Assessing the perioperative timeline and incidence of postoperative complications to optimize care for pediatric surgery patients from Northern Quebec


      • This study represents the first effort to characterize the pediatric surgical care model for Northern Quebec children.
      • Our results suggests that a one size fits all approach to perioperative care for Indigenous patients may not be appropriate.
      • They highlight the opportunity for remote post-surgical evaluations conducted through telemedicine.
      • This information can be shared with caregivers to promote shared decision-making in keeping with the values of Indigenous communities.



      Patients from remote communities often require relocation to urban centres to receive surgical care. This study examines the timeline of care for pediatric surgical patients presenting to the Montreal Children’s Hospital from two remote communities in Quebec serving largely Indigenous populations. It aims to identify factors contributing to length of stay, including the incidence of post-operative complications and risk factors for complications.


      This was a single-center retrospective study of children from Nunavik and Terres-Cries-de-la-Baie-James who underwent general or thoracic surgery between 2011 and 2020. Patient characteristics, including risk factors for complications, and any postoperative complications were summarized descriptively. The timeline of the patient's stay from consultation to post-operative follow-up was determined through chart review, identifying the dates and modality of post-operative follow up.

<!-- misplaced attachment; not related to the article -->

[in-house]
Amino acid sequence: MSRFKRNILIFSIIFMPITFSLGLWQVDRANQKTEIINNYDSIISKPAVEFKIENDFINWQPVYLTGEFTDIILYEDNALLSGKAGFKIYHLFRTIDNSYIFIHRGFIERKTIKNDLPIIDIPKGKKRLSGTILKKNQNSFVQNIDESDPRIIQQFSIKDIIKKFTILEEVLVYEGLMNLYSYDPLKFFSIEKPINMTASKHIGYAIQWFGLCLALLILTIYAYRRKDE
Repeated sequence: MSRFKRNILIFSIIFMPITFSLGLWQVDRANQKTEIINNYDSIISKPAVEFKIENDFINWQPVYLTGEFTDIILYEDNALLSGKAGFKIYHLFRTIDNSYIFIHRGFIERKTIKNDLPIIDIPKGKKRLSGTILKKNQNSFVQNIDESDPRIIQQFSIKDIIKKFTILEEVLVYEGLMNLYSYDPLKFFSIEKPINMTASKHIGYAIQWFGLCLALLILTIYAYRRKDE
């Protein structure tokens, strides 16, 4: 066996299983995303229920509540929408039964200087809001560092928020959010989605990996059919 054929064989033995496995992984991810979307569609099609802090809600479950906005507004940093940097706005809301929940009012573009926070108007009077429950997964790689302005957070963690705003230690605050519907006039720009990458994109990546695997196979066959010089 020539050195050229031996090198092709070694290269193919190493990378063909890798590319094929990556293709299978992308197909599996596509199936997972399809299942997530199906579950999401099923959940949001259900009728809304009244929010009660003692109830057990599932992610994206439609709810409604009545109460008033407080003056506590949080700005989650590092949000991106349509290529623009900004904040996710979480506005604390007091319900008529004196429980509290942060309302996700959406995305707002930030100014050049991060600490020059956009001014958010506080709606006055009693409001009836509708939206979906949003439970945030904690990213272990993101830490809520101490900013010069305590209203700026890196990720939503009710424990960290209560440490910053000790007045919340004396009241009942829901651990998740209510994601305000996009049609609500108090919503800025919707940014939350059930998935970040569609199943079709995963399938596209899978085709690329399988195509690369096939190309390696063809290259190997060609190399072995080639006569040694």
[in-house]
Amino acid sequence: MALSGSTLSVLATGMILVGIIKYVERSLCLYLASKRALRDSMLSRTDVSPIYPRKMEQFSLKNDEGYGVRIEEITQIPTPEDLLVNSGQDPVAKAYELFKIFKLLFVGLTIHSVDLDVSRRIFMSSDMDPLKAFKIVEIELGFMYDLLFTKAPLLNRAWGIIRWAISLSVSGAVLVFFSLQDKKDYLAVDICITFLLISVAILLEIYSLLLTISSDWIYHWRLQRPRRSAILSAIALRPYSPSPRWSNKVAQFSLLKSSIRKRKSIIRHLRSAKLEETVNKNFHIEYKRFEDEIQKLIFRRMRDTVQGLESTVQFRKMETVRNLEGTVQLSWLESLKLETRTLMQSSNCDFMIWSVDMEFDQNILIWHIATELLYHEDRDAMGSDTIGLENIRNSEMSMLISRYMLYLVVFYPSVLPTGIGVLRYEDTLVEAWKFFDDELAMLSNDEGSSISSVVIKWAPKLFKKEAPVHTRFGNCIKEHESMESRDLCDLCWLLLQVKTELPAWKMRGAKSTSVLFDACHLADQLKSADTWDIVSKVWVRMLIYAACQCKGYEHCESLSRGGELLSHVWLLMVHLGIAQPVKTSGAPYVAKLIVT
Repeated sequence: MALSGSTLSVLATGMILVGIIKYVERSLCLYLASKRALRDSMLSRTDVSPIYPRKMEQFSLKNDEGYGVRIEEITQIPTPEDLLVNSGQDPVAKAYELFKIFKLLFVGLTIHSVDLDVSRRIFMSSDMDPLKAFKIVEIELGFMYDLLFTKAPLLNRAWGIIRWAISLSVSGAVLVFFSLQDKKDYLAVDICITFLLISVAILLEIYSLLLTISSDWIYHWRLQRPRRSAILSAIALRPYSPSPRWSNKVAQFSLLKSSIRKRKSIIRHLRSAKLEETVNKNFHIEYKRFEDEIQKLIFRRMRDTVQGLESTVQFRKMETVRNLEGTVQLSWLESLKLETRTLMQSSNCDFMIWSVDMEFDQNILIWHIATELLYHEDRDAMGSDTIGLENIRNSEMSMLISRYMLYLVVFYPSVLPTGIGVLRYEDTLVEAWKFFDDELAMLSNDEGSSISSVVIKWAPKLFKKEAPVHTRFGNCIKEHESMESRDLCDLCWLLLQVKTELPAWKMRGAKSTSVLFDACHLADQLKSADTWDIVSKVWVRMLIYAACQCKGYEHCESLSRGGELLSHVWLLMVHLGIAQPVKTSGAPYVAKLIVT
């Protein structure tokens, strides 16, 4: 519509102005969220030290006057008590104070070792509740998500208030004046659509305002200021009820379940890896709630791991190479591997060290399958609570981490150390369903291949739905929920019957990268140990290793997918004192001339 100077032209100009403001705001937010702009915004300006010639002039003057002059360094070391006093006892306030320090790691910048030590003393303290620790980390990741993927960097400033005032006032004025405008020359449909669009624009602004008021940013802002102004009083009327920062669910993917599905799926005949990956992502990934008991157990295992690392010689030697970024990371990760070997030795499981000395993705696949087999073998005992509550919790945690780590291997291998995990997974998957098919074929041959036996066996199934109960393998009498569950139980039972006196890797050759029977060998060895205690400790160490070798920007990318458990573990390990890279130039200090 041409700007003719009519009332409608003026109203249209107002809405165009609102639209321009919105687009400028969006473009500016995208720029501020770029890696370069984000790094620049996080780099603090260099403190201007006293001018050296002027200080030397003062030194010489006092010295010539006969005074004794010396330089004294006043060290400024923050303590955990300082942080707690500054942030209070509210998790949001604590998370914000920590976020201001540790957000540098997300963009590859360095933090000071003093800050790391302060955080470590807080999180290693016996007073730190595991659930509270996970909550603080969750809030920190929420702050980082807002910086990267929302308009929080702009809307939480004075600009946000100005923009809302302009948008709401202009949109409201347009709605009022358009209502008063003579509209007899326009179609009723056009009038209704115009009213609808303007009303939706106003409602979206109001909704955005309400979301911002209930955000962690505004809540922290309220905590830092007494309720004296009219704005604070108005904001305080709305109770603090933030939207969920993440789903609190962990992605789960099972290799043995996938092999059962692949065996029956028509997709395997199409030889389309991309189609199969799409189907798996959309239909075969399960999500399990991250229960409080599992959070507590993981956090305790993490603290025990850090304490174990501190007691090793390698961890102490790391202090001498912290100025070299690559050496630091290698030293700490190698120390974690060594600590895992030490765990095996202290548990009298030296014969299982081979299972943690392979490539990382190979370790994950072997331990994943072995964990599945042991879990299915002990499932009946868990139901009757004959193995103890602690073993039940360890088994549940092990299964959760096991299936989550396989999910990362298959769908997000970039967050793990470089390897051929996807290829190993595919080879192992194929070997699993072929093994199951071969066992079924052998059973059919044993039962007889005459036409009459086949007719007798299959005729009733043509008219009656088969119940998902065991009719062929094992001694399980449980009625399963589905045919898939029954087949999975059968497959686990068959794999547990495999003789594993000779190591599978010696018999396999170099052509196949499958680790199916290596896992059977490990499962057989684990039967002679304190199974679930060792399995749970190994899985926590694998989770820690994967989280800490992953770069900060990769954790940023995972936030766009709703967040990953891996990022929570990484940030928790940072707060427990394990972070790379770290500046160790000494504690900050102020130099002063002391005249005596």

There were 271 eligible cases, including 213 urgent (79.8%) and 54 elective (20.2%) procedures. In total, four patients (1.5%) experienced a postoperative complication at follow-up. All complications occurred among patients who underwent urgent surgery. Three complications (75%) were surgical site infections, managed conservatively. Among patients who underwent elective surgery, 20% waited over 5 days prior to operation The average length of time between discharge and follow-up was one week, regardless of surgical urgency. This was the main contributor to the total time in Montreal.


      Postoperative complications identified at one-week follow-up were rare and only seen following urgent surgery, suggesting that telemedicine can safely replace many in-person post-surgical follow up visits. In addition, there is room to improve wait times for those from remote communities by prioritizing displaced patients where possible.



      ASA (American Society of Anesthesiologists), (ASA) physical status classification CBD (common bile duct ERCP), Endoscopic retrograde cholangiopancreatographyIQR (interquartile range MCH), Montreal Children Hospital MRN (Medical record number SIMASS), Système d'information sur les mécanismes d'accès aux services spécialisés WBC (white blood count)
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